Petipa was also known for his extravagant story ballets that often celebrated the grandeur of Imperial Russia. His stories told of princes and princesses who conducted themselves with the greatest civility and physical presence. Some of his best known ballets such as Swan Lake, The Sleeping Beauty and The Nutcracker, are also celebrated because of his collaboration with Russian composer Piotr Tchaikovsky. When they first heard his ballet music, audiences rejected it as too emotional, but soon Tchaikovsky's ballet scores became famous in their own right.
"And then for the finale, Diamonds, I move to Tchaikovsky-always Tchaikovsky for dancing."
Balanchine chose to use Tchaikovsky's Symphony No. 3 in D major, gracefully cutting the first movement of the piece (by some accounts because it was too long, and by others because he felt it just wasn't suitable for dancing). The other four movements have stayed in tact. Tchaikovsky wrote his Third Symphony over a summer in 1875. It was inspired by the music of Russia, Germany and Poland, the last of which prompted an English conductor to name this symphony "Polish."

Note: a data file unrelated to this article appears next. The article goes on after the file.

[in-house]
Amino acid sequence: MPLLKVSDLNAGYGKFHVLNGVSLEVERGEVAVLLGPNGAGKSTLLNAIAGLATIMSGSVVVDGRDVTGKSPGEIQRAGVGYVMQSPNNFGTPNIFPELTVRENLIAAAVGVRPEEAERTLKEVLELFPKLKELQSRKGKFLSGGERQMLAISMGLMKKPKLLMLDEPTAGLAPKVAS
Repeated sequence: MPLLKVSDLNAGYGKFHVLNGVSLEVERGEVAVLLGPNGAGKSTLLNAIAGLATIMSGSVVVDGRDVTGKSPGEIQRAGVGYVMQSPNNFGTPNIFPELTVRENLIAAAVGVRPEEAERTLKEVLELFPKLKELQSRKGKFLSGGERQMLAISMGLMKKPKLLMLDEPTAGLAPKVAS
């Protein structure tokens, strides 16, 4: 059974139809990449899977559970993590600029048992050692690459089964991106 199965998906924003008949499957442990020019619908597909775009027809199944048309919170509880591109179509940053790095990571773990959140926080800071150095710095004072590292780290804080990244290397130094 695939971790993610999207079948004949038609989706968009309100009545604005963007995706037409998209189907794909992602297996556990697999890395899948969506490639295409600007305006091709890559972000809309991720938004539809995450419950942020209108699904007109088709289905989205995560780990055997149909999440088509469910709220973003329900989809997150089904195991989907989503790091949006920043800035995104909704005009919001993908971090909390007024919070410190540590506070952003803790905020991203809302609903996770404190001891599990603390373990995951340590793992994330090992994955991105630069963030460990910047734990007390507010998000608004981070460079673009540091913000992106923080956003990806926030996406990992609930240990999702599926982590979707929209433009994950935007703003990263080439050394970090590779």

Diamonds opens with a waltz danced by a corps de ballet of 12 women and two soloists. It shows the corps's beautiful fluidity, long lines and its ability to weave intricate shapes in space. Next is a pas de deux for the principal couple. Here Balanchine shows off the fine control of his dancers and their impeccable attention to detail. Every position is placed just so -- down to the simple walk at the beginning in which the dancers methodically move towards each other with excruciatingly deliberate steps. The dance ends with a grand gesture as the danseur drops to one knee, kissing the hand of his ballerina. The principals return in the next section to dance their variations flanked by an ensemble, but the final section is described as being the most spectacular.